give a detailed description of the actual crucifixion process. divided
up His garments. This was in fulfillment of Ps 22:18. The executioners customarily divided the victims clothes among themselves.
15:25 third hour. The crucifixion occurred at 9:00 a.m. based on
the Jewish method of reckoning time. John notes that it was about
the sixth hour when Pilate sentenced Jesus to be crucified (Jn
19:14). John apparently used the Roman method of reckoning time,
which counted the hours from midnight. Thus Johns sixth hour
would have been about 6:00 a.m.
15:26 inscription of the charge. The crime for which a condemned man was executed was written on a wooden board, which
was fastened to the cross above his head. Jesus inscription was
written in Lat., Heb., and Gr. (Jn 19:20). See note on Mt 27:37. THE
KING OF THE JEWS. Since Pilate had repeatedly declared Jesus to be
innocent of any crime (Lk 23:4,14,15,22), he ordered this inscription
written for Him. While Pilates intent was probably neither to mock
nor to honor Jesus, he certainly intended it as an affront to the Jewish authorities, who had given him so much trouble. When the outraged Jewish leaders demanded the wording be changed, Pilate

MARK 15:36
stroy the temple and rebuild it in three days,
30 save Yourself, and come down from the
cross! 31 In the same way the chief priests
also, along with the scribes, were mocking
Him among themselves and saying, a He
saved others; 1 He cannot save Himself.
32 Let this Christ, a the King of Israel, now
come down from the cross, so that we may
see and believe! b Those who were crucified with Him were also insulting Him.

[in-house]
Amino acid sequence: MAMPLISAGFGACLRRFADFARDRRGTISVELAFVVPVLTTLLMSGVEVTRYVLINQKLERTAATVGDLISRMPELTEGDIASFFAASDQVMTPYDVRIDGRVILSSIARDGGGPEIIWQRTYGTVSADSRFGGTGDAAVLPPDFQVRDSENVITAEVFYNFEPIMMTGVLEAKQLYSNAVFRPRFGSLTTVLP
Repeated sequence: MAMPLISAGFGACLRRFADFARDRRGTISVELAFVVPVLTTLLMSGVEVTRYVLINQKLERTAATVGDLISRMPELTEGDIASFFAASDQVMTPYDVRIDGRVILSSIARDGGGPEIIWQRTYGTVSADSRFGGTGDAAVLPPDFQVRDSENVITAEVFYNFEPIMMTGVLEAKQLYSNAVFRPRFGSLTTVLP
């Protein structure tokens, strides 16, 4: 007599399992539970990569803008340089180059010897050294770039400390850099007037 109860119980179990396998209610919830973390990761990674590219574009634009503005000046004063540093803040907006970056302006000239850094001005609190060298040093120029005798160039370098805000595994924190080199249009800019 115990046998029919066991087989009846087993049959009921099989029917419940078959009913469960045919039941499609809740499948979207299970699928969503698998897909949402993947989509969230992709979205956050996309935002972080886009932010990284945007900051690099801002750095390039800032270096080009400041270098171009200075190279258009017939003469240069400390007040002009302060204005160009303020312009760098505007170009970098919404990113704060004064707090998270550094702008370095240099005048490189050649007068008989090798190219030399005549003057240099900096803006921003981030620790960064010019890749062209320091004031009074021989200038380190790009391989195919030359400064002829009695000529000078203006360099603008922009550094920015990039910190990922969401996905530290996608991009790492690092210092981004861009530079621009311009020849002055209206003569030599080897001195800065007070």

33 a When the 1 b sixth hour came, darkness 2 fell over the whole land until the
3 b ninth hour. 34 At the a ninth hour Jesus
cried out with a loud voice, b ELOI, ELOI,
LAMA SABACHTHANI? which is translated,
MY GOD, MY GOD, WHY HAVE YOU FORSAKEN ME? 35 When some of the bystanders heard it, they began saying,
Behold, He is calling for Elijah. 36 Someone ran and filled a sponge with sour wine,
put it on a reed, and gave Him a drink, saying, 1 Let us see whether Elijah will come
34 a Mt 27:45f; Mk 15:25; Lk 23:44 b Ps 22:1; Mt 27:46 36 1 Lit Permit
that we see; or Hold off, let us see

bluntly refused (see note on Jn 19:22). A comparison of all 4 gospel


accounts reveals that the full inscription read THIS IS JESUS OF
NAZARETH, THE KING OF THE JEWS. See note on Lk 23:38.
15:27 two robbers. They were probably involved with Barabbas
in the rebellion (see note on v. 7), since robbery itself was not a capital offense under Roman law.
15:28 By placing Jesus cross between the two robbers (v. 27), Pilate may have intended to further insult the Jews, implying that
their king was nothing but a common criminal. God intended it,
however, as a fulfillment of prophecy (cf. Is 53:12).
15:29 wagging their heads. A gesture of contempt and derision
(cf. 2Ki 19:21; Pss 22:7; 44:14; 109:25; Jer 18:16; La 2:15). You who
are going to destroy the temple and rebuild it in three days. The
passersby repeated the false charge made during Jesus trial before
Caiaphas (14:58). The charge was a misunderstanding of Jesus
words in Jn 2:19-21.
15:32 Christ. See note on 1:1. come down from the cross. A final
demand for a miracle by the unbelieving Jewish authorities (cf. 8:11).
Their claim that they would then see and believe was false, since they
later refused to believe the even greater miracle of Christs resurrection. Those who were crucified with Him. The two robbers joined in
the reviling of Jesus, though one later repented (Lk 23:40-43).
15:33 sixth hour. Noon, by Jewish reckoning, at the half-way
point of Jesus 6 hours on the cross (see note on v. 25). darkness. A
mark of divine judgment (cf. Is 5:30; 13:10,11; Joel 2:1,2; Am 5:20;
Zep 1:14,15; Mt 8:12; 22:13; 25:30). The geographical extent of the
darkness is not known, although the writings of the church fathers
hint that it extended beyond Palestine. ninth hour. I.e., 3:00 p.m.
15:34 ELOI . . . SABACHTHANI? The Aram. words of Ps 22:1. Matthew,
who also recorded this cry, gave the Heb. words (Mt 27:46). WHY HAVE
YOU FORSAKEN ME? Jesus felt keenly His abandonment by the Father,
resulting from Gods wrath being poured out on Him as the substitute for sinners (see notes on 2Co 5:21).
15:35 Elijah. Further mockery which in effect meant, Let the forerunner come and save this so-called Messiah (see note on Lk 1:17).
15:36 sour wine. Cheap wine commonly consumed by soldiers